“It’s unprecedented, but obviously there’s a lot of technology out there, we’ve got a lot of staff, and the players are into it,” Littlefield said. “Everyone on the development side has specific players they’re staying in contact with.
“Videos are sent to us, and then the analytics and technology minds can work with the coaching staffs to identify areas the player can work on.”
In the case of Meadows, primary goals are simply stated: fix that swing. Hit the hard stuff that’s a fixture in professional baseball.
“Obviously, that’s the challenge,” said Lance Parrish, now a special assistant to Tigers general manager Al Avila, and the man who managed Meadows a year ago at West Michigan.
“First and foremost, he has tremendous upside. I could probably state without too many people disagreeing that he is the fastest guy in our organization. If he can just learn to put the ball in play, he’s got a chance to get on base and hit for a high average.
“That’s his issue right now: making solid contact.”
'The rest of it will come'
So, why did the Tigers bite on a player whose swing-hitch was part of his scouting profile (Baseball America, for example) coming out of Grayson High? Scouts for the Perfect Game website described it as a “late hand-drop load.”
The Tigers weren’t bothered. In their view, Meadows was a good enough athlete to fix the hitch.
“He has a little loop in his swing, a little hitch, whatever you want to call it,” Parrish said. “He tends to get underneath pitches, and I think a lot of teams realized they could pitch him high in the zone and he’d have a tough time getting to that ball or laying off it.
“But I think once he understands that — and with the analytics in place, he’s better now at understanding his swing path — he’ll know exactly what his mechanics are and make his swing what it needs to be.”
Parrish agrees that Meadows’ power upside was one more reason the Tigers bit.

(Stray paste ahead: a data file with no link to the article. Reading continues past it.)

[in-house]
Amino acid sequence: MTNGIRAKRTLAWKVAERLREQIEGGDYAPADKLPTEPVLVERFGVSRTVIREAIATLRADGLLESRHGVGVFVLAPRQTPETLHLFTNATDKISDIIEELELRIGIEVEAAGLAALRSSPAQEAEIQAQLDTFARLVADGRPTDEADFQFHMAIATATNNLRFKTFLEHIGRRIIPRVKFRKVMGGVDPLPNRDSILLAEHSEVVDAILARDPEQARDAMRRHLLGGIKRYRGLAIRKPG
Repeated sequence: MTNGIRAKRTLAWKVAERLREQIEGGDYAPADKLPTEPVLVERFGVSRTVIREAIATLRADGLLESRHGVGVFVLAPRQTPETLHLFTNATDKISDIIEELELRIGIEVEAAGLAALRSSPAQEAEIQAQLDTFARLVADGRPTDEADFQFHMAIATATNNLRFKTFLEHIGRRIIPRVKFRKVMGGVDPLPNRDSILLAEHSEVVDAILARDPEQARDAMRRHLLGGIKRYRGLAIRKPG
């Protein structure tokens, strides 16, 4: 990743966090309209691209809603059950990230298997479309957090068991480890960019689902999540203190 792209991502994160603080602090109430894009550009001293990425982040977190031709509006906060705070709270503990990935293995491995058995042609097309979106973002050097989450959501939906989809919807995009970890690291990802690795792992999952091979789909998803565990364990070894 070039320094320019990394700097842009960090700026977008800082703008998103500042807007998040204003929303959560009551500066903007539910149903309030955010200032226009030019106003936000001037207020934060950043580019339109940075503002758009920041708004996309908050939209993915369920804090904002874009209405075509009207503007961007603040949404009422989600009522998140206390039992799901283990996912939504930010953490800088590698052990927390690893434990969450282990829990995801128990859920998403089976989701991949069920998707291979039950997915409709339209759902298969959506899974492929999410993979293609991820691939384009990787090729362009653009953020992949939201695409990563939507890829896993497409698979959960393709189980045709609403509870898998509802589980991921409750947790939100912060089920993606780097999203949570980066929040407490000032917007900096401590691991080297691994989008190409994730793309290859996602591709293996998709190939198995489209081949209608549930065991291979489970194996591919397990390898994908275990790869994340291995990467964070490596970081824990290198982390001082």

“He’s 6-5,” Parrish said. “I saw him hit balls a long, long way. Granted, it was few and far between, but the power potential is there.
“He just needs to keep his bat in the zone longer and flatten things out a little more. And make contact consistently. The rest of it will come.”
Meadows repeats that he felt the tweaking — and the improvement — kick in during that curtailed March camp at TigerTown. It would have been nice, he acknowledges, had he been able to take his smoother stroke into a regular-game schedule in 2020. But something called COVID-19 crashed this year’s baseball routine.
“Baseball (development) is pretty much about repetition and consistency,” Meadows said, adding that he uses as “motivation” all those dark scouting summaries. “The problem this year is that, for most guys, it’s hard to find good, live pitching. So, this year definitely has been tough, definitely has been a setback.
“Last year, I was changing my swing up a bunch, and I think the mental side got to me a little bit. But then I had that really good spring training. I was ready to go, and those adjustments at the plate helped.”
Had he not been drafted early in 2018, Meadows was on his way to Clemson. Those plans changed when the Tigers gave him $2.5 million, nearly $1 million above what commissioner Rob Manfred’s office had set as slot-budget for the second-round’s first pick.
Money talks, or in this case speaks directly to skills the Tigers considered exceptional. Big center-fielders, who run like cheetahs, who have left-handed power, and who have an arm, to boot? Not many of those in big-league baseball’s inventory.
Nor are the Tigers bothered at all that another prep hotshot since drafted, Riley Greene, also plays center. The Tigers plan to keep both there, at least for now, realizing Meadows’ big arm makes right field a handy option – if that hitting tool sharpens.
And there is the core topic during any discussion of Parker Meadows.
Will the swing and his bat find harmony? Against good pitching?
No one need tell the Tigers, or Meadows, that there is the divide between life in the big leagues and long summers that, unlike this one, at least offer a shot to compete. In games. Against pro pitching.
Ah, for the good old days.
Lynn Henning is a retired Detroit News sportswriter and freelance writer.